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USRF Research

New Urine Test
For Prostate Cancer

PCA3: A Genetic Marker of
Prostate Cancer

Alejandra B. Torres* and Leonard S. Marks, M.D.*‡
*Urological Sciences Research Foundation (USRF)
and ‡Department of Urology
David Geffen School of Medicine at UCLA, Los Angeles, CA

2006 AUA Presentation from USRF
Featured in Urology Times

First Clinical Publication with
Gen-Probe Assay (March 2007)


Autumn, 2006-- The advent of molecular diagnostics has brought the promise of a specific test for prostate cancer (CaP), the urinary PCA3 gene test. Widespread testing with prostate-specific antigen (PSA) has increased the numbers of prostate biopsies to perhaps one million annually in the U.S. However, serum PSA levels are not specific for CaP. Thus, approximately four men with elevated PSA levels undergo prostate biopsies to find one with cancer, and some cancerous men with "normal" PSA levels escape detection with this measurement. Early studies of the urinary PCA3 gene test indicate this new marker has a much greater degree of CaP specificity than PSA testing.

Limitations of PSA Testing for Prostate Cancer
Within the prostate gland, benign prostatic hyperplasia (BPH) cells contain a concentration of PSA several fold higher than adjacent cancer cells1, which seriously undermines the theoretical basis of CaP testing with PSA. Thompson, in data from the Prostate Cancer Prevention Trial, where biopsies were obtained irrespective of PSA levels, has shown

"There is no cutpoint of PSA with simultaneous high sensitivity and high specificity for monitoring healthy men for prostate cancer, but rather a continuum of prostate cancer risk at all values of PSA ( Table 1) 2."

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Figure1. Click for enlargement and legend

And Stamey, an early advocate of PSA testing, has declared, " Serum PSA levels are no longer related to prostate cancer, but only to the volume of BPH present3." Why? Because the disease has changed! Nowadays, instead of finding large primary cancers in the prostate as seen 20 years ago, the usual findings are multiple small lesions, where the serum PSA coming from the cancer is overwhelmed by the BPH contribution (Figure 1). Despite these changes, nearly 30,000 men will still die of CaP this year, and an accurate test for the disease is an urgent priority. The major foibles of PSA testing for CaP were recently detailed in a USRF website posting (http://usrf.org/news/10Foibles_of_PSA/index.htm).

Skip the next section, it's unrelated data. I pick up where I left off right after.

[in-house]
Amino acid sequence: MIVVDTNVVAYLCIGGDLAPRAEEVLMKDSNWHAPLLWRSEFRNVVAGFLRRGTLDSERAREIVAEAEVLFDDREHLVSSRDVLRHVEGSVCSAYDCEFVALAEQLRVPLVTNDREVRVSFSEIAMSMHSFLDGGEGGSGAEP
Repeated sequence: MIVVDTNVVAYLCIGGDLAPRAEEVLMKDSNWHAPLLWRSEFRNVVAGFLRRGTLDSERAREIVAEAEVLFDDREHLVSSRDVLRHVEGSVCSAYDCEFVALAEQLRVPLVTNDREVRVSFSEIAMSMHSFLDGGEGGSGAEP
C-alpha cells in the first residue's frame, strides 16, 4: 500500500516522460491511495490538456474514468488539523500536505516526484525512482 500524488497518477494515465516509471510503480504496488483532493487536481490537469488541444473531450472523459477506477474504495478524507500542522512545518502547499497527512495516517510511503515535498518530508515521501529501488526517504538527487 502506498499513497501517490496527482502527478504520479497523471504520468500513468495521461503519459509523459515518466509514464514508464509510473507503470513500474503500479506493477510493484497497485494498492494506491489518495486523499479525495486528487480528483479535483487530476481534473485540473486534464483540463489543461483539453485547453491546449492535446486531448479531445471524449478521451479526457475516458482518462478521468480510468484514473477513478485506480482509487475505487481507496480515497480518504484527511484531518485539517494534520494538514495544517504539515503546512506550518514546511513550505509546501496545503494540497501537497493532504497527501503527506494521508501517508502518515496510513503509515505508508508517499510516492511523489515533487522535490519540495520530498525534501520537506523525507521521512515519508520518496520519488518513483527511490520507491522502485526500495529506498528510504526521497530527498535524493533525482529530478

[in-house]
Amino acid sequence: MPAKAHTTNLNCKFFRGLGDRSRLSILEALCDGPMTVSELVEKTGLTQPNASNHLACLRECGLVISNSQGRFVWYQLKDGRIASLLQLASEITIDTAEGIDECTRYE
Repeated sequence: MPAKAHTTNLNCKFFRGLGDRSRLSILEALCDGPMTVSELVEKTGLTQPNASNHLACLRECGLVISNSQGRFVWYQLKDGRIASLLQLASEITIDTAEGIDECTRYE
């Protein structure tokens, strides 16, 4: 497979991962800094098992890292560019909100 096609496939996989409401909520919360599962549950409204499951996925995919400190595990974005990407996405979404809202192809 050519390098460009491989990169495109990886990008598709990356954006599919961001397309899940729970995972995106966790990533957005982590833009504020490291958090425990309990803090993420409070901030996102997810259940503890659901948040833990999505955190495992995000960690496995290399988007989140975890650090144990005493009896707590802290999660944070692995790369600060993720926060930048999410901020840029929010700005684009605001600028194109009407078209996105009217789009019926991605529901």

Discovery of the PCA3 Gene
At about the same time that PSA testing was starting to gain widespread adoption, a young molecular biologist from Holland began post-doctoral work at The Brady Urological
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Figure 2. Click for enlargement and legend
Institute of Johns Hopkins University. There, in the early 1990s, in the laboratory of. William B. Isaacs, Marion Bussemakers performed studies on human prostate tissue using the technique of differential display, a then newly-described method to identify gene expression in different tissues. During this series of experiments, an mRNA was discovered that appeared highly specific for prostate cancer (Figure 2) 4.
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Figure 4. Click for enlargement and legend
The gene could not be found in any of the existing gene databases. Bussemakers and Isaacs called their new gene DD3, referring to its appearance in the display, and they concluded that it "..might be useful in prostate cancer detection (Figure 3)." The gene was ultimately found to be over-expressed in 53 of 56 prostate cancers and absent from 18 other normal human tissues. Further study revealed the new gene to be a noncoding RNA, which could be mapped to chromosome 9q21-22 (Figure 4).

DD3 was initially described in the 1993 abstract shown (Figure 3). Further development of PCA3 was performed in the laboratories of Jack A. Schalken,
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Figure 5. Click for enlargement and legend
Bussemakers' supervising professor at University Hospital, Nijmegen, The Netherlands. Among the important contributions from Nijmegen were the first clinical demonstration of the specificity of PCA3, its measurability in urine, and the importance of denoting PCA3 expression vis-á-vis a background of normal prostate epithelial genetic material5,6. Interest in urinary prostate cells, which had been generally abandoned years before, was then resurrected, and urinary PCA3 nresearch studies were soon instituted by Yves Fradet in Laval University in Canada. A prototype urine assay known as uPM3 was developed at Diagnocure. During this time the nomenclature for DD3 was formally changed to PCA3. The PCA3 pioneers are shown in Figure 5.

Why Molecular Markers?